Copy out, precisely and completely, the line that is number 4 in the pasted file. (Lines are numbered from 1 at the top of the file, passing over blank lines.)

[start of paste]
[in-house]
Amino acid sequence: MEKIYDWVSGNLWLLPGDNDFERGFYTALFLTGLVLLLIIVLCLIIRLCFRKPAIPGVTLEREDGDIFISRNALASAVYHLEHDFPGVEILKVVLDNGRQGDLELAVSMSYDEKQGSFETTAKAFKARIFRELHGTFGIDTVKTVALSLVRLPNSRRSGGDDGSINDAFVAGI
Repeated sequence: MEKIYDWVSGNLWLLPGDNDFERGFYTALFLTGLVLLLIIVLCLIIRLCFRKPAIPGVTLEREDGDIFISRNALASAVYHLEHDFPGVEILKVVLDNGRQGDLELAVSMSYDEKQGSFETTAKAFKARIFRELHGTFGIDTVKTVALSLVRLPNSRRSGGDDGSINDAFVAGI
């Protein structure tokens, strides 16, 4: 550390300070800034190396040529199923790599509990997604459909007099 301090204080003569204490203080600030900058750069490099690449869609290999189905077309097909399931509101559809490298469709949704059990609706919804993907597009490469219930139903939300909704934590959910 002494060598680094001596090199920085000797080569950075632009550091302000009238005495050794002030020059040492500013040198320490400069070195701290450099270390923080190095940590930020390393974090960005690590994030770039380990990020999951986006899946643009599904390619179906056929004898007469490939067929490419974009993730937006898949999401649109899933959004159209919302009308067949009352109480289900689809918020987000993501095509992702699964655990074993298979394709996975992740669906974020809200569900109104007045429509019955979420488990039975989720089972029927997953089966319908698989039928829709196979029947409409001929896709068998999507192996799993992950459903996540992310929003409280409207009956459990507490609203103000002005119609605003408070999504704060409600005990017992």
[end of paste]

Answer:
């Protein structure tokens, strides 16, 4: 550390300070800034190396040529199923790599509990997604459909007099 301090204080003569204490203080600030900058750069490099690449869609290999189905077309097909399931509101559809490298469709949704059990609706919804993907597009490469219930139903939300909704934590959910 002494060598680094001596090199920085000797080569950075632009550091302000009238005495050794002030020059040492500013040198320490400069070195701290450099270390923080190095940590930020390393974090960005690590994030770039380990990020999951986006899946643009599904390619179906056929004898007469490939067929490419974009993730937006898949999401649109899933959004159209919302009308067949009352109480289900689809918020987000993501095509992702699964655990074993298979394709996975992740669906974020809200569900109104007045429509019955979420488990039975989720089972029927997953089966319908698989039928829709196979029947409409001929896709068998999507192996799993992950459903996540992310929003409280409207009956459990507490609203103000002005119609605003408070999504704060409600005990017992």